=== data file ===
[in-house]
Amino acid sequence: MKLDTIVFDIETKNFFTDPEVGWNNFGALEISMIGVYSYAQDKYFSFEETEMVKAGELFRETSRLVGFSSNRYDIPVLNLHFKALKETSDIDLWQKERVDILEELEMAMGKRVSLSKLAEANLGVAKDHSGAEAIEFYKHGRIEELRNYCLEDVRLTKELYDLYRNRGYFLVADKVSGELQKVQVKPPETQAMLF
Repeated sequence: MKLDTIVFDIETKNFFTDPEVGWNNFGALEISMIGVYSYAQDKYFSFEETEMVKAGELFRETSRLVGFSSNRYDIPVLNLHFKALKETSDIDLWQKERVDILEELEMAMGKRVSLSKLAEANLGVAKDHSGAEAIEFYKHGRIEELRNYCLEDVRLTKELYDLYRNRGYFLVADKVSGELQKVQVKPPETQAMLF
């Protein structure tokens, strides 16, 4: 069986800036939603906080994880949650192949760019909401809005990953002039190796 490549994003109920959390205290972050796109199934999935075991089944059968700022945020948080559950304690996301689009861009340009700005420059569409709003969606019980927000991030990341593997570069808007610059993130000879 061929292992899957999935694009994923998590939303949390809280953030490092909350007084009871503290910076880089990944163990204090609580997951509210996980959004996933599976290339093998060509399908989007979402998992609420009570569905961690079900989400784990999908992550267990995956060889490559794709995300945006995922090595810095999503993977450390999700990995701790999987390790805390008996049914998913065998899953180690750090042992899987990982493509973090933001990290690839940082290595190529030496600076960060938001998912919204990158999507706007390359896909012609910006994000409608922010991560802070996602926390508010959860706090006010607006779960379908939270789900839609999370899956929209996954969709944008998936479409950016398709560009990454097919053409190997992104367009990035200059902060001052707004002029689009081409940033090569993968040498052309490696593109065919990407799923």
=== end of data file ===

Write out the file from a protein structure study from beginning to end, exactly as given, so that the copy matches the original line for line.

[in-house]
Amino acid sequence: MKLDTIVFDIETKNFFTDPEVGWNNFGALEISMIGVYSYAQDKYFSFEETEMVKAGELFRETSRLVGFSSNRYDIPVLNLHFKALKETSDIDLWQKERVDILEELEMAMGKRVSLSKLAEANLGVAKDHSGAEAIEFYKHGRIEELRNYCLEDVRLTKELYDLYRNRGYFLVADKVSGELQKVQVKPPETQAMLF
Repeated sequence: MKLDTIVFDIETKNFFTDPEVGWNNFGALEISMIGVYSYAQDKYFSFEETEMVKAGELFRETSRLVGFSSNRYDIPVLNLHFKALKETSDIDLWQKERVDILEELEMAMGKRVSLSKLAEANLGVAKDHSGAEAIEFYKHGRIEELRNYCLEDVRLTKELYDLYRNRGYFLVADKVSGELQKVQVKPPETQAMLF
């Protein structure tokens, strides 16, 4: 069986800036939603906080994880949650192949760019909401809005990953002039190796 490549994003109920959390205290972050796109199934999935075991089944059968700022945020948080559950304690996301689009861009340009700005420059569409709003969606019980927000991030990341593997570069808007610059993130000879 061929292992899957999935694009994923998590939303949390809280953030490092909350007084009871503290910076880089990944163990204090609580997951509210996980959004996933599976290339093998060509399908989007979402998992609420009570569905961690079900989400784990999908992550267990995956060889490559794709995300945006995922090595810095999503993977450390999700990995701790999987390790805390008996049914998913065998899953180690750090042992899987990982493509973090933001990290690839940082290595190529030496600076960060938001998912919204990158999507706007390359896909012609910006994000409608922010991560802070996602926390508010959860706090006010607006779960379908939270789900839609999370899956929209996954969709944008998936479409950016398709560009990454097919053409190997992104367009990035200059902060001052707004002029689009081409940033090569993968040498052309490696593109065919990407799923």